PS Picks is a selection of the best things that the magazine's staff and contributors are reading, watching, or otherwise paying attention to in the worlds of art, politics, and culture.
Cruising Toward the Future: The last time I gave any serious thought to cruise ships was because I was listening to the collaborative musical efforts of Young Thug and Future on a song by that name. That is until this past week when I came across a Wired UK story by Oliver Franklin-Wallis that tracks the epic creation story of Royal Caribbean's Symphony of the Seas, which is now the world’s largest passenger ship to ever set sail. The 362-meter vessel includes "more than 40 restaurants and bars; 23 pools, jacuzzis and water slides; two West End-sized theatres; an ice rink; a surf simulator; two climbing walls; a zip line; a fairground carousel..." and so, so much more. Oh, how far we've come since the days of schooners, skiffs, and sail.
I've partaken in one cruise during my lifetime, almost 15 years ago. Back then, I was a young fresh-faced chap of 11 with an eye for adventure. The trip to Bermuda was carried out with one of the "C" named cruise-line entities, Celebrity or Carnival or something. My only real memories of the journey are: the cramped cabins, cheap attempts at pseudo-luxury, watching Ben Affleck's infamous romp as Daredevil (Not a recommended pick), and getting a card that let me consume unlimited amounts of soda and indulge in one aspect of the pure excess involved in taking a massive collection of tourists to invade a tiny island.
Basically, all the essential elements of a cruise were included, and, in my view, they were not to be sought again. However, Franklin-Willis' sharp, well-crafted journey through meta-modern cruise-liner luxury forced me to reconsider my beliefs like an atheist confronted by the face of God. The innovation, thought, and design that has brought this industry from the staid drapery of the late '90s into a simulacrum of futurist urban planning is undeniably appealing, even to a skeptic. Read this piece and you too will be mesmerized by the engineering magic utilized to create these unquestionably fantastic, and perhaps overwrought, marvels of modern ingenuity.
—Ian Hurley, Engagement Editor
The Women Who Made an Art of Having an Opinion: Perhaps we have recently entered a golden age for female essayists; notable books in the past year alone include Durga Chew-Bose's Too Much and Not the Mood, Roxane Gay's Hunger, and Chimamanda Ngozi Adichie's Dear Ijeawele. In Sharp: The Women Who Made an Art of Having an Opinion, released this April, writer and critic Michelle Dean follows the trailblazing female intellectuals of decades past who led the way for many of today's women writers. Dean tracks the cultural and intellectual history of 20th-century America through the work of female critics and essayists like Joan Didion, Dorothy Parker, Susan Sontag, and Hannah Arendt. For Dean, these women are united by a quality of "sharpness"—a combination of precise insight and biting wit, which more often than not was viewed as threatening by their male peers.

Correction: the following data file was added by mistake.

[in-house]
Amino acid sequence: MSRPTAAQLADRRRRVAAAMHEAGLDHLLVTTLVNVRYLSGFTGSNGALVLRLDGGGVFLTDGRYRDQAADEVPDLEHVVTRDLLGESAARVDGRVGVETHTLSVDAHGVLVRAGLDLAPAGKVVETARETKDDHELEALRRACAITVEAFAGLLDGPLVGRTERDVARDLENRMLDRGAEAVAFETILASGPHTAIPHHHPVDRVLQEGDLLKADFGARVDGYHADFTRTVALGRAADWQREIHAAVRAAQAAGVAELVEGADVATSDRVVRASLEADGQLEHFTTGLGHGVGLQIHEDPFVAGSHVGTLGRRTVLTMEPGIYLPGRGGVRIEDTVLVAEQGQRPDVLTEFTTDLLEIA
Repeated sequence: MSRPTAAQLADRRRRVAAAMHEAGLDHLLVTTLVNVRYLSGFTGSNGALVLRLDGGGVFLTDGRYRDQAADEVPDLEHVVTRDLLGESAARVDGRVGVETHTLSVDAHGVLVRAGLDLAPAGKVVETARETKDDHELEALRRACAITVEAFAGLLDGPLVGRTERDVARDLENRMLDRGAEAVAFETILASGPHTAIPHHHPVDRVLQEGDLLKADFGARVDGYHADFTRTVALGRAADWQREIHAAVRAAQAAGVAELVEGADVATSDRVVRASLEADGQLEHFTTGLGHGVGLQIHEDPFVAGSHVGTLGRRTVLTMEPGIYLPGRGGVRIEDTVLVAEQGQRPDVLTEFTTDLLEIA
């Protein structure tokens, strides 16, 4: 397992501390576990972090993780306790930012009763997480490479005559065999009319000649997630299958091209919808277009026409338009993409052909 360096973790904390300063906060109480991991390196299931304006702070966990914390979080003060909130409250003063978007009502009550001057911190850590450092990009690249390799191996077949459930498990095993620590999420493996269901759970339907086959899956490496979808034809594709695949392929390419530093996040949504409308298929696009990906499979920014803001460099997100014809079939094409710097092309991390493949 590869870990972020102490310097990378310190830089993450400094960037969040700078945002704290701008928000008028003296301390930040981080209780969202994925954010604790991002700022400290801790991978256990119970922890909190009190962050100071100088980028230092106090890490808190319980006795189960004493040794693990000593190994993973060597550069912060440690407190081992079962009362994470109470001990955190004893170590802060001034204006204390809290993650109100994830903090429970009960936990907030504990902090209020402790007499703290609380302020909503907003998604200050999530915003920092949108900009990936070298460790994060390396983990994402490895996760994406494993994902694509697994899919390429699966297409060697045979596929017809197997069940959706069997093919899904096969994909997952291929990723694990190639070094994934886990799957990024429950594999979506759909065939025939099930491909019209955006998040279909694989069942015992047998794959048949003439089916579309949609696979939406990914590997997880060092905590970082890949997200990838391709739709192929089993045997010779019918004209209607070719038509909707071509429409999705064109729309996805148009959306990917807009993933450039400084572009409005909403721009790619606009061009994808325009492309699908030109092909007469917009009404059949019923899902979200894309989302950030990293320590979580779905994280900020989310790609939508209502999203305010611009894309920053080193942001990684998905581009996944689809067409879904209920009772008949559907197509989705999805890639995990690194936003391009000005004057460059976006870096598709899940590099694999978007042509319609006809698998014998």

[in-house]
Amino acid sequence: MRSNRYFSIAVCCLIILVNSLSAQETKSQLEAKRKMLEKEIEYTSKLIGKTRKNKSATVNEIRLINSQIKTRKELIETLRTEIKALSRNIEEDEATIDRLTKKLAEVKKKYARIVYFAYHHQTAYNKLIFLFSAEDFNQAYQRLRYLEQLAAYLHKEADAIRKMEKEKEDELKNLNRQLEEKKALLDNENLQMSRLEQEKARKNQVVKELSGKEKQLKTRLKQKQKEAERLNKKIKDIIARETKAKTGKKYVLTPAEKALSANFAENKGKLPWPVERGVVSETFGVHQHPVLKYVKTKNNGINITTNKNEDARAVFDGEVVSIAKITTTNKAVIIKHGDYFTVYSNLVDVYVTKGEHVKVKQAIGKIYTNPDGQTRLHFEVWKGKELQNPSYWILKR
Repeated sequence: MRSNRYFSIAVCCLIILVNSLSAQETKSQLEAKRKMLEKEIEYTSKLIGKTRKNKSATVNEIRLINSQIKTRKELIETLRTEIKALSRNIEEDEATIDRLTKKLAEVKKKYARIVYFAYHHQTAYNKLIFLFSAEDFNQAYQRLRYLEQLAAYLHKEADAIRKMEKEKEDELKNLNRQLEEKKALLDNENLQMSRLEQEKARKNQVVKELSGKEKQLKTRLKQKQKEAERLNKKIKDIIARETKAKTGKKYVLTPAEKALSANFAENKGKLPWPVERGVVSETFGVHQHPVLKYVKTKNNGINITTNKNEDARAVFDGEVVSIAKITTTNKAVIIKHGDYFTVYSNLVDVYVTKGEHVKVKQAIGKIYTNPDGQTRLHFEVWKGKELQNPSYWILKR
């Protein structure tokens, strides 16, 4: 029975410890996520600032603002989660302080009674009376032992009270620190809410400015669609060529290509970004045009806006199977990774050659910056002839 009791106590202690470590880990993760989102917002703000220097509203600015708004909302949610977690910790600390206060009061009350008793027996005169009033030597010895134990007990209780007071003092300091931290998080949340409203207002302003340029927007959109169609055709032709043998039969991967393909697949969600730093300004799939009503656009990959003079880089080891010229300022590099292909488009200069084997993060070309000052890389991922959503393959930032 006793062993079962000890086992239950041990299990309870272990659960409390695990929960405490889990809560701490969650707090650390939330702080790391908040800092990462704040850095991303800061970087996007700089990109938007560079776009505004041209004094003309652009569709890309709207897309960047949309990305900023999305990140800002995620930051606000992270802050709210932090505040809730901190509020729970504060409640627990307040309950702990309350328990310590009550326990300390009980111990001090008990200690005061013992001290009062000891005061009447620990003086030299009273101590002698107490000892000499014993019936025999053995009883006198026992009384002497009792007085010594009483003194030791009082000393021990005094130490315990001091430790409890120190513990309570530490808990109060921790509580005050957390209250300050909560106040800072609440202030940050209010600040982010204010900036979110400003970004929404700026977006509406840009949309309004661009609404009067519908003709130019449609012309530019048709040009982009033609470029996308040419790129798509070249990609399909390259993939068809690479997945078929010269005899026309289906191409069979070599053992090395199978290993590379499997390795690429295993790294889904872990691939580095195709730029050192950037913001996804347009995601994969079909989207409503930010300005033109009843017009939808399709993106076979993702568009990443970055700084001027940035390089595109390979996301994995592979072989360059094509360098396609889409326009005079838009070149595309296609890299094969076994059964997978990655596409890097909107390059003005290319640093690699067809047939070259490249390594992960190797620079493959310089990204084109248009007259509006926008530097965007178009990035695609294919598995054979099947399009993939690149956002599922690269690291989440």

But even as some women appeared to be breaking ground in new mediums throughout the 20 century, they were often discounted as public intellectuals—a central theme in Dean's book. A 2013 report that examined the male-to-female ratio in newspapers, radio programs, and television talk shows found a four-to-one imbalance within the public intellectual tradition. Interweaving biography and literary criticism to construct a crucial portrait of women rarely grouped together, Sharp provides one answer as to why such a strong gender imbalance persists and makes a persuasive case that we ignore women intellectuals at our peril.
—Kristina Kutateli, Contributor
Caity on Cardi for GQ: When I die, I want Caity Weaver to write my obituary.
For her last piece at GQ before joining the New York Times Style desk, Weaver profiles Cardi B, a stripper-turned-rap star who has recently taken the mainstream music world by storm. Cardi, known for her body expertly engineered for public eyes, displays her quirky personality and intriguing backstory through her Cardi-specific vernacular.
Weaver has a knack for visualizing her subjects in an odd but satisfyingly perfect manner—her first sentence describes the "slick, brick-colored barbecue sauce clotting under [Cardi's] Swarovski-crystal manicure," an unusual depiction of an A-list celebrity. I felt like I was sitting across from Cardi, sharing some ribs in West Hollywood.
In the past, I haven't been a huge fan of Cardi's music—what really sold me on Cardi B here was her professed love for Franklin Delano Roosevelt and her blank-faced memorization of presidential fun-facts: "'[Buchanan] was the 15th president,' she says, and her tone is as neutral as if she were reciting types of weather. 'Buchanan is the only president that was a bachelor.'"
Weaver's profiles for GQ include Wonder Woman lead Gal Godot, Girls Trip star Tiffany Haddish, celebrity drag queen Trixie Mattel, The Big Lebowski's Jeff Bridges, and many more. Her interviews with these celebrities are more like anthropological "hangouts" in which she expertly pins down the essence of each person by delightfully describing their surroundings.
Weaver will be one to watch in her move to the Times.
—Ashley Hackett, Editorial Intern
PS in the News
A look at where our stories and staff surface in the national conversation.
- The Marshall Project shared professor Dabney P. Evans' piece "Why Won't the Government Let Me Study Gun Violence?," which examines the Dickey Amendment's chilling effect on gun research as well as contributor Molly McCluskey's story about Sacramento's quest to end solitary confinement for juvenile delinquents.
- The Southern Poverty Law Center posted columnist David M. Perry's essay "How White American Terrorists Are Radicalized" across its social networks.
- Goodreads tweeted out a Tom Jacobs look at a study that breaks down what turns a book into a New York Times best seller.
- I so enjoyed and profited from reading Brandon Tensley’s discerning assessment of Call Me By Your Name. As a gay man I long for movies to get our stories right, and on the terms the movie itself makes clear, Call Me does an outstanding job. So does Mr. Tensley. He captures nuances in the script that make its queer agenda both lucid and organically satisfying, an illumination of, not a "case" for, same-sex tenderness and love. —Ivan Webster
My Brother's Keeper (February 2018)
- As the article says, it’s cheaper and easier on the families of both the victims and the prisoners to put them in jail for life, so why not do that? Besides, if evidence turns up later to exonerate them, they can be released. If they're dead, there is no way for the state to make up for having killed them—and think how prosecutor and the victim's family will feel, knowing that the real killer is still at large while, at their desire, the state has murdered an innocent. [One study showed] that one in 25 inmates [sentenced to death] in the US (4.1 percent) is innocent. —MSGH